Create a function makeHistory that accepts a number (which will serve as a limit), and returns a function (that will accept a string). The returned function will save a history of the most recent "limit" number of strings passed into the returned function (one per invocation only). Every time a string is passed into the function, the function should return that same string with the word 'done' after it (separated by a space). However, if the string 'undo' is passed into the function, then the function should delete the last action saved in the history, and return that deleted string with the word 'undone' after (separated by a space). If 'undo' is passed into the function and the function's history is empty, then the function should return the string 'nothing to undo'.

function makeHistory() {}

const myActions = makeHistory(2);
console.log(myActions("jump"));
// => should log 'jump done'
console.log(myActions("undo"));
// => should log 'jump undone'
console.log(myActions("walk"));
// => should log 'walk done'
console.log(myActions("code"));
// => should log 'code done'
console.log(myActions("pose"));
// => should log 'pose done'
console.log(myActions("undo"));
// => should log 'pose undone'
console.log(myActions("undo"));
// => should log 'code undone'
console.log(myActions("undo"));
// => should log 'nothing to undo'

Solution 18

function makeHistory(limit) {
  const memory = [];
  function closureFn(input) {
    if (input !== "undo") {
      if (memory.length >= limit) memory.shift();
      memory.push(input);
      return input + " done";
    } else {
      if (memory.length === 0) return "nothing to do";
      let remove = memory.pop();
      return remove + " undone";
    }
  }
  return closureFn;
}

Implementing "undo" was an interesting challenge. Turns out we basically need our usual memory in the outer scope (this time in the form of an array) but our memory should only stretch limit items. So we need to keep count of how many items is in our memory array, and if we input more elements in it, implement a sliding window as in a FIFO way to only keep the correct number of items in it.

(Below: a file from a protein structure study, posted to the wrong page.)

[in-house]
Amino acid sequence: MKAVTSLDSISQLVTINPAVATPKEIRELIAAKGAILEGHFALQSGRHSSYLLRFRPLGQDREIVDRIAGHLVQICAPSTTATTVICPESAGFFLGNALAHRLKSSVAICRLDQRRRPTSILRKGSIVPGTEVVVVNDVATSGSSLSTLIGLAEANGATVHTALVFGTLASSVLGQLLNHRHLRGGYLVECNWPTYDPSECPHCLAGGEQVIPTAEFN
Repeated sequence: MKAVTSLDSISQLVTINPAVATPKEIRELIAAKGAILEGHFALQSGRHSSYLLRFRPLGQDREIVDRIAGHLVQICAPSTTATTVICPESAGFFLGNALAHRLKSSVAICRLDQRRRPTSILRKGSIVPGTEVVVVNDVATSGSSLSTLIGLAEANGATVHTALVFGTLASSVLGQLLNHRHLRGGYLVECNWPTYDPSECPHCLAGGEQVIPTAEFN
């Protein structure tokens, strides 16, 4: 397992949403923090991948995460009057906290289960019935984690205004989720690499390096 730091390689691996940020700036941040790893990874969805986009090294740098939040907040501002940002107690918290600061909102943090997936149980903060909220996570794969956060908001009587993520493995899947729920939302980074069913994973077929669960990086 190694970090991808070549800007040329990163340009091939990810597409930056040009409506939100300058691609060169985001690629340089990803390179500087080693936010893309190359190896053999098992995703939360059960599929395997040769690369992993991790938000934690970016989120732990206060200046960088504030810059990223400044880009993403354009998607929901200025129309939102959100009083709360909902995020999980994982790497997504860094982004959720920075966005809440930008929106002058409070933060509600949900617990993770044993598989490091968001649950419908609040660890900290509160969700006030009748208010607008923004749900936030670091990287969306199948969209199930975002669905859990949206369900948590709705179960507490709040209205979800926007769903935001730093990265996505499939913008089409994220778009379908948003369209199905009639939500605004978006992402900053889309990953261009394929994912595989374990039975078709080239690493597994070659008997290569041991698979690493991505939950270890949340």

Exercise 19

Inspect the commented out test cases carefully if you need help to understand these instructions.

Create a function blackjack that accepts an array (which will contain numbers ranging from 1 through 11), and returns a DEALER function. The DEALER function will take two arguments (both numbers), and then return yet ANOTHER function, which we will call the PLAYER function.
On the FIRST invocation of the PLAYER function, it will return the sum of the two numbers passed into the DEALER function.

On the SECOND invocation of the PLAYER function, it will return either:

the first number in the array that was passed into blackjack PLUS the sum of the two numbers passed in as arguments into the DEALER function, IF that sum is 21 or below, OR
the string 'bust' if that sum is over 21.

If it is 'bust', then every invocation of the PLAYER function AFTER THAT will return the string 'you are done!' (but unlike 'bust', the 'you are done!' output will NOT use a number in the array). If it is NOT 'bust', then the next invocation of the PLAYER function will return either:

the most recent sum plus the next number in the array (a new sum) if that new sum is 21 or less, OR
the string 'bust' if the new sum is over 21.

And again, if it is 'bust', then every subsequent invocation of the PLAYER function will return the string 'you are done!'. Otherwise, it can continue on to give the next sum with the next number in the array, and so forth.